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To Understand Ronald Reagan, Go to His Ranch

The opinions expressed by columnists are their own and do not necessarily represent the views of

“To understand this great man,” wrote Reagan biographer Edmund Morris, “go to the ranch—that’s where you’ll find his soul.”

These words still ring true today thanks to the visionary work of Young America's Foundation to preserve the Reagan Ranch as a lasting monument to the ideas and achievements of our 40th President.

Twenty years ago this month, on April 21, 1998, Young America’s Foundation saved President Reagan’s beloved mountaintop ranch home from an uncertain future. Over the last two decades, thousands of high school and college students have walked in President Reagan’s footsteps as part of Young America’s Foundation conferences. As a recent Los Angeles Times profile of the Reagan Ranch noted, “Rancho del Cielo has allowed the Foundation’s reach to transcend generations.”

The special relationship between Ronald Reagan and Young America’s Foundation—based on the shared goal of reaching young people with conservative ideas—began in 1974 when YAF sponsored a nationally syndicated radio program featuring then-California Governor Ronald Reagan.

Each year of his Presidency, Ronald Reagan invited students attending Young America’s Foundation’s National Conservative Student Conference to the White House for policy briefings. Reagan later recalled, "Together we accomplished much of what has come to be known as the Reagan Revolution.”

In an address to the Foundation’s 1993 National Conservative Student Conference, Reagan reiterated his longtime partnership with the Foundation. He said, “We helped turn the tide against totalitarianism,” and together, we witnessed the “rebirth of liberty” worldwide.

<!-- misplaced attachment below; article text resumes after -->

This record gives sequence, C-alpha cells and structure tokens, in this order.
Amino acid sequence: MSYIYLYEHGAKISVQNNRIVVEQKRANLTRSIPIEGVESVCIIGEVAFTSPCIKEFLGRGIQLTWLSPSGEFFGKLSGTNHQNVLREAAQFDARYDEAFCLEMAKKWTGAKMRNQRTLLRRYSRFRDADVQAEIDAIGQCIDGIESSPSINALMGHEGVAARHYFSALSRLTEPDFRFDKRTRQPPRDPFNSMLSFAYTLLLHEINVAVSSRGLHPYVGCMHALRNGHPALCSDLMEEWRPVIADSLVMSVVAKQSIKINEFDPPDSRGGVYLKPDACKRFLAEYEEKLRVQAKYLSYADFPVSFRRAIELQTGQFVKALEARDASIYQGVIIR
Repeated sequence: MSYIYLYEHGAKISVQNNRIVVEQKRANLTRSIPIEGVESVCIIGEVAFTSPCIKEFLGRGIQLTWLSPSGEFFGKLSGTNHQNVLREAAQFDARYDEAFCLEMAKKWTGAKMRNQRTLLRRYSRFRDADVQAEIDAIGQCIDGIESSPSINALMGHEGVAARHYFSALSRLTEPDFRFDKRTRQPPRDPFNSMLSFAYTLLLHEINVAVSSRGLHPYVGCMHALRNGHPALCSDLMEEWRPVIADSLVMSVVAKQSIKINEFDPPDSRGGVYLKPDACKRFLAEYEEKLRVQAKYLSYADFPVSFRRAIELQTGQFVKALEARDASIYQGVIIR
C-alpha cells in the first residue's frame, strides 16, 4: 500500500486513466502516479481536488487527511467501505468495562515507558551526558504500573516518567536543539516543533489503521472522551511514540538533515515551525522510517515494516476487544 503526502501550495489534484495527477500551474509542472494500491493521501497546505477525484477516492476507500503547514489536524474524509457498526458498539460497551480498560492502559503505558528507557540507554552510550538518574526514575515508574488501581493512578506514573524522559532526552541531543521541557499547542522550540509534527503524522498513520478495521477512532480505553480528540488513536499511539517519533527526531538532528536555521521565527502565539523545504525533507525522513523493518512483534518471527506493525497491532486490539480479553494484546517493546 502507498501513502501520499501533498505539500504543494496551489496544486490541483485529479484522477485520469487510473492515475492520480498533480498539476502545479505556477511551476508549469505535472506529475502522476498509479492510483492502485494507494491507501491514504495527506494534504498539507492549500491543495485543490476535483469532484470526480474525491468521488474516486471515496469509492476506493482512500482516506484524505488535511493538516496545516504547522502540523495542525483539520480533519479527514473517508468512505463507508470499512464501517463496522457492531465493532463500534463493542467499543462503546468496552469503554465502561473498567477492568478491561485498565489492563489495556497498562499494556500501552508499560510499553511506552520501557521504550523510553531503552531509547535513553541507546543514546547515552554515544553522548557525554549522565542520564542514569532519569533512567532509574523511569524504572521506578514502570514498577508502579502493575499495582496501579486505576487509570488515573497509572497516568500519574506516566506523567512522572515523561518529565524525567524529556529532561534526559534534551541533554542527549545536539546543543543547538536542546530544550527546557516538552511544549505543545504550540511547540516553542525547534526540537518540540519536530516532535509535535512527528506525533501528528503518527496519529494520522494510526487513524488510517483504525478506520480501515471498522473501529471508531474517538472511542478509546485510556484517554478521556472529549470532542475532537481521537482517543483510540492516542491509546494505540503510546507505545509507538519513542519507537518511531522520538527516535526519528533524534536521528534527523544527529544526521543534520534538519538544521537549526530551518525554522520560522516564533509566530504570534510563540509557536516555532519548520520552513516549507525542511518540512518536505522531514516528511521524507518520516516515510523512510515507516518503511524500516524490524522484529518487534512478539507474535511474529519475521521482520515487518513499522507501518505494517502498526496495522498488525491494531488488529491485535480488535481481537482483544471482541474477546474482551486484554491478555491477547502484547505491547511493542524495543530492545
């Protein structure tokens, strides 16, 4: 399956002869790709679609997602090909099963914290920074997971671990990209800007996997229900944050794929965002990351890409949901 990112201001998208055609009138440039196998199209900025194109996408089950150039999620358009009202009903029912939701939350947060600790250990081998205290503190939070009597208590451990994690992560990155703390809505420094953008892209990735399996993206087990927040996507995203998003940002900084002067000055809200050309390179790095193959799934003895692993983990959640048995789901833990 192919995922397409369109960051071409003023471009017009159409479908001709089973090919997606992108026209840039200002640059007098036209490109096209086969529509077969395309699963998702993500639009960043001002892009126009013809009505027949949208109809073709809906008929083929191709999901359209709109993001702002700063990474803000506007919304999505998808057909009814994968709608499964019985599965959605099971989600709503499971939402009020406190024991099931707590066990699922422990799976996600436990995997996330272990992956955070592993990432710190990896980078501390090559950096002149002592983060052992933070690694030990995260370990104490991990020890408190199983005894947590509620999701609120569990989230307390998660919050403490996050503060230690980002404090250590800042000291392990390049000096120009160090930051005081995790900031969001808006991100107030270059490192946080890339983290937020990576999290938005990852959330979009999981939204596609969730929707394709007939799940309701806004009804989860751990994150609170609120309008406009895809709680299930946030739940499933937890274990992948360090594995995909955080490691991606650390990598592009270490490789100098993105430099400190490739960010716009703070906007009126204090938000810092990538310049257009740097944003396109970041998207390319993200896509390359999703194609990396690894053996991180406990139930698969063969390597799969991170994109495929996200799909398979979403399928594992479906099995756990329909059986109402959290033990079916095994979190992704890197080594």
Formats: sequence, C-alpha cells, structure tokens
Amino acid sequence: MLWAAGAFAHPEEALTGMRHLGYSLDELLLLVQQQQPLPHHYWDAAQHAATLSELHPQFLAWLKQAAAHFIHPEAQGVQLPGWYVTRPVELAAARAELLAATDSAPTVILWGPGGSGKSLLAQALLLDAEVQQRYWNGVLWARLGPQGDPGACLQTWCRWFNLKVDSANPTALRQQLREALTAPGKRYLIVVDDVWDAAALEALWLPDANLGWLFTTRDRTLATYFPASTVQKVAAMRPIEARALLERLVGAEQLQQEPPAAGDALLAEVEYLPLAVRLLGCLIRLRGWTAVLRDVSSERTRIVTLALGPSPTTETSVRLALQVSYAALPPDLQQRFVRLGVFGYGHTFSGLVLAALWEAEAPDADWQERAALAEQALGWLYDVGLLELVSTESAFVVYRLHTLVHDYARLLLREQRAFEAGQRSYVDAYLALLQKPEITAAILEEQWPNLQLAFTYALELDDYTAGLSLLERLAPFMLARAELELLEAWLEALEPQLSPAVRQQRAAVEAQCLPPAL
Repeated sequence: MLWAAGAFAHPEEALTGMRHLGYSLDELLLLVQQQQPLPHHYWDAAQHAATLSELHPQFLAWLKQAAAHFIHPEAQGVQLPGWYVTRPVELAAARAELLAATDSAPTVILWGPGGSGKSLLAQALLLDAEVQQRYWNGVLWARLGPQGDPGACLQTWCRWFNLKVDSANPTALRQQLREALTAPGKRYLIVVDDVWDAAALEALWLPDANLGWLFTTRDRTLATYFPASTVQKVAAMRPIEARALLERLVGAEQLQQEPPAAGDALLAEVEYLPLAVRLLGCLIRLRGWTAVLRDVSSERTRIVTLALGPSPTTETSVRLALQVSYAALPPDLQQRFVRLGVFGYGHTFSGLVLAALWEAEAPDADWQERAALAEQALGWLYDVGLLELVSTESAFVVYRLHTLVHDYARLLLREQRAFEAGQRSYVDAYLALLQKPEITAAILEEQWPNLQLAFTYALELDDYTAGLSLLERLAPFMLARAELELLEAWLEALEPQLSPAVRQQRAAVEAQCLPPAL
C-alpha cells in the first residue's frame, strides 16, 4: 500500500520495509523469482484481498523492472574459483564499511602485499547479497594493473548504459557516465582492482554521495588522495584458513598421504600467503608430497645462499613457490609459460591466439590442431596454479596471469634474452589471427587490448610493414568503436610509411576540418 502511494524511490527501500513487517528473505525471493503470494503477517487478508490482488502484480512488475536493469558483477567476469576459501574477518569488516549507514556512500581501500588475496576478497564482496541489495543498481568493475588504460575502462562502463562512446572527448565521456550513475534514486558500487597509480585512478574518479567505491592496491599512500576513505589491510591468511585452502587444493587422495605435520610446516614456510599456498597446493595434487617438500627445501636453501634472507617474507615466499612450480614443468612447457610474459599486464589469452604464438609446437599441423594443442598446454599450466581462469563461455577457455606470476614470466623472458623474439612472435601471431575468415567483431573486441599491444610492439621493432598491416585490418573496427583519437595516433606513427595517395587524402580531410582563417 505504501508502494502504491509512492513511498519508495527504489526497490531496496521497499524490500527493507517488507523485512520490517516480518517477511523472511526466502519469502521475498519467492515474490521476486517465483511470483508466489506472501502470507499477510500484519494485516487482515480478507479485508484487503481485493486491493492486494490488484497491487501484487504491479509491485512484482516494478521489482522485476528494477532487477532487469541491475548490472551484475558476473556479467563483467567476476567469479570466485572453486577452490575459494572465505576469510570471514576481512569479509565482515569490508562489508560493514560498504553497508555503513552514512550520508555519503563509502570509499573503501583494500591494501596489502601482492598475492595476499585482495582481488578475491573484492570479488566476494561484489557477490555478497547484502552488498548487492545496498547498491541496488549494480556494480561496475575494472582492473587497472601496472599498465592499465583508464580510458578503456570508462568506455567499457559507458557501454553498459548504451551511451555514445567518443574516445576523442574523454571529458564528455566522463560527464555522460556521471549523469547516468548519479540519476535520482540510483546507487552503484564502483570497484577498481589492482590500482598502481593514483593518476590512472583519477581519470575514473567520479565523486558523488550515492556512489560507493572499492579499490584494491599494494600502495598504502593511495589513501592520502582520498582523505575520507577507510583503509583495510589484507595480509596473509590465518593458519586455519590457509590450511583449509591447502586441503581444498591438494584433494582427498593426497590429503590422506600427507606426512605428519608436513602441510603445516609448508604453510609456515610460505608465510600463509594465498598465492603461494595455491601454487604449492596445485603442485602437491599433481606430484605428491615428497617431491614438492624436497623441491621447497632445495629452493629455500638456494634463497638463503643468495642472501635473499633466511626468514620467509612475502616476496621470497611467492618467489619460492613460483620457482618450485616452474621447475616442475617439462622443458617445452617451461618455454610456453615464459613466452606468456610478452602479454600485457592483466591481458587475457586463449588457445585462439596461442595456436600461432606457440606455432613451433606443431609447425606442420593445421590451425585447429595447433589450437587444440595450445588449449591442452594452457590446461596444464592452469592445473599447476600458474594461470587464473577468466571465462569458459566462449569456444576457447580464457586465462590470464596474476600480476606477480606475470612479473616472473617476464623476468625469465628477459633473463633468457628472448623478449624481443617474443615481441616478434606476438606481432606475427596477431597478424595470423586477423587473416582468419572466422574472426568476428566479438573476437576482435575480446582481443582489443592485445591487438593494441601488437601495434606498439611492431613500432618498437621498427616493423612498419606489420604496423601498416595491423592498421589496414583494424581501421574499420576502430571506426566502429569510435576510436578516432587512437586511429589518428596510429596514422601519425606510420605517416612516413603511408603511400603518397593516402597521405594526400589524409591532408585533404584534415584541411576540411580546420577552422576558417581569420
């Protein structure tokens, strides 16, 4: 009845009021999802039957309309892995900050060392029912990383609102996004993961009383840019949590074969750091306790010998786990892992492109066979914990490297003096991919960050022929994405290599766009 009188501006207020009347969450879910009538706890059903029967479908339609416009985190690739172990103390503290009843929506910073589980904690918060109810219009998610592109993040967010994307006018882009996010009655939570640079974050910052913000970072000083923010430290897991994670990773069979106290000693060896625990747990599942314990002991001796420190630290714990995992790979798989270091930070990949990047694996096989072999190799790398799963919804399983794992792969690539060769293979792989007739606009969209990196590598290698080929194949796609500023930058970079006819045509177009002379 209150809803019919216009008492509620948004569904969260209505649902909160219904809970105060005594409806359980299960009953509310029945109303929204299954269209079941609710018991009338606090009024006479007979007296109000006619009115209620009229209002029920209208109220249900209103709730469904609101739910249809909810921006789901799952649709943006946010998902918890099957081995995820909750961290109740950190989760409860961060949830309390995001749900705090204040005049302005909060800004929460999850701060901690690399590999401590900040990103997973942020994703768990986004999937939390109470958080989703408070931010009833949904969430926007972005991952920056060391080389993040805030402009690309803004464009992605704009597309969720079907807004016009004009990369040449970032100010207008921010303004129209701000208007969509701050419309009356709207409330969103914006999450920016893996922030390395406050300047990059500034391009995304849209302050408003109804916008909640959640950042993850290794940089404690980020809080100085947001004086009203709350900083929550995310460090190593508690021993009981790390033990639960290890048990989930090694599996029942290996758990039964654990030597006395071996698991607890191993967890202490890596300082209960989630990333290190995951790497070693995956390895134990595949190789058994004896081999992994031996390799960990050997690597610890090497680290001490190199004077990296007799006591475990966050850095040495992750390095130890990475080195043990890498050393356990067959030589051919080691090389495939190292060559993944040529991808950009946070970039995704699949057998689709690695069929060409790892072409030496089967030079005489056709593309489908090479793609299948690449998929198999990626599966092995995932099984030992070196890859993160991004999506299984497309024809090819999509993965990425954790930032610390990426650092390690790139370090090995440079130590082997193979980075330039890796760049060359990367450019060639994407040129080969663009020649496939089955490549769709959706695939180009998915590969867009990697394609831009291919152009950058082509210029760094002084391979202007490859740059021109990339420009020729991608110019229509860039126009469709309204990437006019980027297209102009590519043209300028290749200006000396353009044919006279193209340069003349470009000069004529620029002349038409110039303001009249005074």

Young America’s Foundation stepped forward to save President Reagan’s Rancho del Cielo in 1998, cementing the special and longstanding relationship between President Reagan and YAF. After working with Ronald Reagan to bring conservative ideas to young people around the country for decades, it was only natural for the Foundation to take up Reagan’s mantle in this way.

The 688-acre mountaintop retreat in the Santa Ynez Mountains above Santa Barbara, California, was the place President Reagan went to "think things out." Over the last two decades, scores of conservative leaders and thousands of students have followed in his footsteps.

Many students who visit the Ranch today only know President Reagan through their history books. But when they visit Rancho del Cielo, they gain a greater appreciation for Ronald Reagan’s values, character, and lasting accomplishments. A visit to Rancho del Cielo has become a rite of passage for all young conservatives.

From the Liberty Bell-shaped shower head and stone patio laid by Reagan himself; to a row of chainsaws and a trail-worn 1962 Willys Jeep in the tack barn, the humble spirit of our 40th  President is unmistakable.

President Reagan called the Ranch his “open cathedral” where he would go to restore his focus, renew his energy, reflect on world events, and pray while riding his horse, working the land, and enjoying God’s creation.

It was during his days clearing brush, riding the trails, and taking in the serene views of the Ranch that President Reagan formulated the policies and strategies that would change the course of history, restore America’s faith in its exceptionalism, and topple the evil Soviet empire. The importance of Rancho del Cielo to American and world history cannot be overstated. In the words of President Reagan’s son, Michael, “Without this place, the [Berlin] Wall still stands.”

The Reagan Ranch was where President Reagan hosted world leaders—including Queen Elizabeth II, Prince Philip, Lady Margaret Thatcher, and Mikhail and Raisa Gorbachev—and, in 1981, signed the largest tax cut in American history. It was at the Ranch where he delivered many of his most important national radio addresses.

Over the last two decades, Young America's Foundation has worked tirelessly to maintain Rancho del Cielo as one of America's premier Presidential properties while preserving and interpreting its rich history for generations to come.

Paired with its Reagan Ranch Center with state-of-the-art conference space and museum galleries in nearby Santa Barbara, Young America's Foundation has built the largest conservative site on the West Coast. Throughout the year at conferences, seminars, and special events, Young America's Foundation provides an “only-at-YAF” experience to America's leading student activists and conservatives from around the globe.

Looking ahead at the next two decades and beyond, Young America's Foundation eagerly carries forward one of President Reagan's key goals through the stewardship of his beloved ranch home: To ignite a spark in young people for conservative ideas that will light up the rest of their lives.

To learn more about Young America’s Foundation and the Reagan Ranch visit

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